Development of light- and chemo-sensitive probes for biochemical methods

Goswami, Pratik
Major Professor
Arthur H. Winter
Committee Member
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Part I. Photocages, which are light cleavable protecting groups, are an important class of chemical tools that allow light to unmask bioactive substrates with precise spatiotemporal resolution in biological microenvironments. Due to their effectiveness in biological systems, it has become increasingly important to find logically designed photocages that can cleave under visible light and Near IR conditions, wavelengths with minimal phototoxicity and increased tissue penetration compared to ultraviolet light. The scope of this research is to both rationally design and synthesize a new class of photocage based on the BODIPY moiety, as well as to modify these photocages to absorb in region of the biological window (600-1000 nm), where tissues have maximal transparency.

In chapter 1, photocages derived from meso-substituted BODIPY dyes were synthesized that release acetic acid when irradiated with green wavelengths (>500 nm). The structures of the photocages were derived by computationally searching for carbocations with low-energy diradical states as a possible indicator of nearby productive conical intersections. These photocages were found to have superior optical properties than the popular o-nitrobenzyl systems, which make them promising alternatives. The utility of these photocages in living cells was successfully demonstrated by our collaborators (Prof. Emily Smith and Aleem Syed) in cultured S2 cells.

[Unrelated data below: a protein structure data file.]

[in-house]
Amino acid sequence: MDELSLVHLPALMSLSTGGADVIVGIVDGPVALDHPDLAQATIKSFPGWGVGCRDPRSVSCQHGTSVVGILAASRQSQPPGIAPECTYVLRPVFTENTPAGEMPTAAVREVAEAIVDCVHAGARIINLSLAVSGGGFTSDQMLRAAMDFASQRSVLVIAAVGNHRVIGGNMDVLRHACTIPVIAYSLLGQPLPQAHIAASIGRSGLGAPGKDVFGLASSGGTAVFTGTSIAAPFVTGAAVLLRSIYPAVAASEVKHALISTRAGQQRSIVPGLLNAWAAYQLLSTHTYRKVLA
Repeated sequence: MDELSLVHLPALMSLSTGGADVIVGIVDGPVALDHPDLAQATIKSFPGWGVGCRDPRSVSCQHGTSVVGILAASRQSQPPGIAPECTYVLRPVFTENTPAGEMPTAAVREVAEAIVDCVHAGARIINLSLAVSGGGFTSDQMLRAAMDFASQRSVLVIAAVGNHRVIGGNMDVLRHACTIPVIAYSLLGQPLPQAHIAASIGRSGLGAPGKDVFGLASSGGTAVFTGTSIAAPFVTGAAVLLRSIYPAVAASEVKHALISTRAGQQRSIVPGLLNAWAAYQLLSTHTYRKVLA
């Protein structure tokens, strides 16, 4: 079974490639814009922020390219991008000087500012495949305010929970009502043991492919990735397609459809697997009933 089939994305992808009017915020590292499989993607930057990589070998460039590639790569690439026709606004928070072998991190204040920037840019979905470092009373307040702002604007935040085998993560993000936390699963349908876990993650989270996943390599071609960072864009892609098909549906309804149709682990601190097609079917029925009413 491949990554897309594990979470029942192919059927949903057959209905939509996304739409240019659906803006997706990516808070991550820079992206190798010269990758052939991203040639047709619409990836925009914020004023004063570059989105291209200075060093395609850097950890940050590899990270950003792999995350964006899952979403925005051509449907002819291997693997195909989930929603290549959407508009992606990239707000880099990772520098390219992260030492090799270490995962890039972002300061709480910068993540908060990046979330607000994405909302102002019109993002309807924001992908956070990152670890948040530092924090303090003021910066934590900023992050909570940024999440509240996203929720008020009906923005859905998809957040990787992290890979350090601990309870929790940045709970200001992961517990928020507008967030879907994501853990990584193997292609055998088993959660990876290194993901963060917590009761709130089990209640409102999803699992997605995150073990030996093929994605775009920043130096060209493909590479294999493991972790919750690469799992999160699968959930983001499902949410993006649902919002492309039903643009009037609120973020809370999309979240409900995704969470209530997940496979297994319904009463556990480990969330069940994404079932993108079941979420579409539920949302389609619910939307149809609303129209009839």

In Chapter 2, Knoevenagel type reactions were used to extend the π electron conjugation of the aromatic rings of the BODIPY photocages. This extended conjugation of these BODIPY photocages resulted in a bathochromic shift in absorbance towards red light (>600 nm) and allows cleavage using wavelengths in the biological window.

Part II. Self-immolative linkers can be used to trigger the release of an important cargo molecule like a drug or a biomolecule. A variety of trigger stimulants including light, chemo and enzyme are known in literature. However, there is a need for new linker units which would have fast and controllable kinetics of cargo release. During my research, I identified improved self-immolative linker units based on aryl phthalate esters with a modular design, which can tolerate a range of different trigger and cargo units.

In Chapter 3, new types of self-immolative linkers based on the phenyl hydrogen phthalate system were synthesized. The fast kinetic rate for the hydrolysis of phenyl hydrogen phthalate system and the resulting benign byproducts promise a robust self-immolative linker system that can be used in biological systems. The linker system was shown to release phenol based cargo molecules including phenol and coumarin dyes upon cleavage by a fluoride sensitive trigger. This type of linker can also be potentially used as an efficient fluoride sensor.

In Chapter 4, the scope of self-immolative linkers based on phenyl hydrogen phthalate system was extended. Light and peroxide sensitive triggers were incorporated into the linker system. Coumarin based cargo molecules were used as reporter molecules and the increase in their fluorescence after release was monitored. The light-sensitive aryl phthalate ester was further demonstrated as a pro-fluorophore in cultured S2 cells.